Wellness: Why Philly’s Gone Gaga for Gluten-Free

Wheat loss hits close to home

If you’re the kind of person who pays attention to fad diets — and who isn’t? — you’ve definitely heard about gluten-free. Gwyneth’s done it. So has Zooey. Gluten-free menus, bakeries and “cleanses” are appearing all over town, making Philly’s health-arati wonder: Can I lose weight by going gluten-free?

[sidebar]

Truth is, gluten-free diets aren’t all that glamorous — and don’t work for everyone. Gluten, a protein in wheat, rye and barley, negatively impacts a small, but not insignificant, population. Effects range from mild sensitivities (bloating, headaches, mood swings, digestive ailments) to celiac disease, a chronic, genetic auto-immune disorder of the small intestine that can cause weight loss, vitamin deficiency, digestive difficulties and severe malnutrition. Diagnosed with a blood test and bowel biopsy, celiac is treated with a gluten-free diet.

Anthony DiMarino, director of Jefferson Hospital’s new Celiac Center, cites three possible culprits in an increased incidence of celiac: the large amount of gluten in today’s average diet; a possible change in gluten’s chemical makeup, making it harder to digest; and, thanks to society’s germ-free obsession, weaker immune systems. He also says that once diagnosed, celiac patients usually gain — not lose — weight.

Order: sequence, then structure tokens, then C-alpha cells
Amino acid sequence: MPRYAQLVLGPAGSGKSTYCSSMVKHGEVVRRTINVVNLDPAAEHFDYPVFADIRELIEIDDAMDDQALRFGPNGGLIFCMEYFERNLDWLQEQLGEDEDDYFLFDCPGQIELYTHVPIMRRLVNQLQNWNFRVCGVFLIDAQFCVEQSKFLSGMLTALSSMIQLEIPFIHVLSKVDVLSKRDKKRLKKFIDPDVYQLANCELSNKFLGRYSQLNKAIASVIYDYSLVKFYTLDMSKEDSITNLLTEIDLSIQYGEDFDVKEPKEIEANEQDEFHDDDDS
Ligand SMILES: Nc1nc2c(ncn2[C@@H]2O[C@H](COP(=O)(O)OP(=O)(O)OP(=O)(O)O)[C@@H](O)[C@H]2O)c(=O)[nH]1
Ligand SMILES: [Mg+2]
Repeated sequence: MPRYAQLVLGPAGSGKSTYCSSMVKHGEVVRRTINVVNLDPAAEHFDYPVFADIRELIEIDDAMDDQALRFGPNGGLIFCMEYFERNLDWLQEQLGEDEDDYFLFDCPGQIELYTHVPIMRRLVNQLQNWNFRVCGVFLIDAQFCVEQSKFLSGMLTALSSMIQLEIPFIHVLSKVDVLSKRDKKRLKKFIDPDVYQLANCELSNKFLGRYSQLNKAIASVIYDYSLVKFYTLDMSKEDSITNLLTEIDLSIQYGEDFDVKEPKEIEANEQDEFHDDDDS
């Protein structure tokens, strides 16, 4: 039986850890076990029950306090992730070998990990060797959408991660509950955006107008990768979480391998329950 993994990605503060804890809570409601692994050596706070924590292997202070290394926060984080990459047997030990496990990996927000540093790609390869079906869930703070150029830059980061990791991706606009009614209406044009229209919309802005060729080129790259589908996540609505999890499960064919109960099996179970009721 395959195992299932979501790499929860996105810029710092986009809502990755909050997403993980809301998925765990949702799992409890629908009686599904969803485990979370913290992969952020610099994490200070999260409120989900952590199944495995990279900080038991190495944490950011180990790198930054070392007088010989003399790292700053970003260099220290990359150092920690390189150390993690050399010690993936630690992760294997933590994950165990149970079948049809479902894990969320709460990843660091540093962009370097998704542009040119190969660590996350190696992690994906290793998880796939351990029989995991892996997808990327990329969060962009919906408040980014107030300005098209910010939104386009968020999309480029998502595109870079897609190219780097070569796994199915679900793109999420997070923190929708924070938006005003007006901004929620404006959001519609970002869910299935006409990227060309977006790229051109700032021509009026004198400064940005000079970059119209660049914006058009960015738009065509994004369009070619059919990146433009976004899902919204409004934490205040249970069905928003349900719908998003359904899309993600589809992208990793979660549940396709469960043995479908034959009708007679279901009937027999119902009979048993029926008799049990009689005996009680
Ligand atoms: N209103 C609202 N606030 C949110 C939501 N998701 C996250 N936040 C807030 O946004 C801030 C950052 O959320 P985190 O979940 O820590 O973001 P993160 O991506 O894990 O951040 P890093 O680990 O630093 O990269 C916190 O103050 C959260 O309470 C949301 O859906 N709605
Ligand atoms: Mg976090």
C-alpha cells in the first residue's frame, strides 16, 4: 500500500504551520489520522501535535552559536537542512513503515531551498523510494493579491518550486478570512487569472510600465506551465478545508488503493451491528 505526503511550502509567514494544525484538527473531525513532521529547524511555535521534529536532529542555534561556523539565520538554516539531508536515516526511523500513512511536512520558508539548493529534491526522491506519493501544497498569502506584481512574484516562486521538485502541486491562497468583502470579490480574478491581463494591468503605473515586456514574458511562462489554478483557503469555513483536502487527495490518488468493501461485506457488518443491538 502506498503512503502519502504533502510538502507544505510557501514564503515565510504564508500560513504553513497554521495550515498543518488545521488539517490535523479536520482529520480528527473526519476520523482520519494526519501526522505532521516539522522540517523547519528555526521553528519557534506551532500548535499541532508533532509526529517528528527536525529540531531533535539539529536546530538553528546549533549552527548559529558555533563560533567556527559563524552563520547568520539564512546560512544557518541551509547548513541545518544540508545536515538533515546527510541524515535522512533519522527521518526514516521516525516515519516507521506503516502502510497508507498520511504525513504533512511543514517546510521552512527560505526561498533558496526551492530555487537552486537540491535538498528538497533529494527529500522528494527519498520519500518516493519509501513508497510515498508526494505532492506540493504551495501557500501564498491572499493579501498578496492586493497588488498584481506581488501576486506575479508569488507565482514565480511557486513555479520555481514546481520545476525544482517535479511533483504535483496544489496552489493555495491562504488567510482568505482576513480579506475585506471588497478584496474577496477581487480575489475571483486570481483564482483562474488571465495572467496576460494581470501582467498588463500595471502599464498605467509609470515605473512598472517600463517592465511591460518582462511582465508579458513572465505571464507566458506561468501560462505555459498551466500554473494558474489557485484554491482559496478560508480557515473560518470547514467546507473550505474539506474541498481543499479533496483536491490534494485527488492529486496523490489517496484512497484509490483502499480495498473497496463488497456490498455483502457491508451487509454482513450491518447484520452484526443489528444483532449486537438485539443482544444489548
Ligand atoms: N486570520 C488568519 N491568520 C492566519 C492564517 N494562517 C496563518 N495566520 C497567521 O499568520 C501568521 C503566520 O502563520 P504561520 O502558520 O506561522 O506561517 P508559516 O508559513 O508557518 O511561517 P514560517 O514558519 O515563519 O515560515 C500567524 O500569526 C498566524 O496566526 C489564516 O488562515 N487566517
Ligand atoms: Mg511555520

Still, some people with gluten sensitivity may slim down by going gluten-free. That’s how Bridgeport health coach Jennifer Fugo lost 20 pounds. She insists, however, “If you’re not sensitive to gluten, it won’t work. I lost inflammation, not fat.”

Be respectful of our online community and contribute to an engaging conversation. We reserve the right to ban impersonators and remove comments that contain personal attacks, threats, or profanity, or are flat-out offensive. By posting here, you are permitting Philadelphia magazine and Metro Corp. to edit and republish your comment in all media.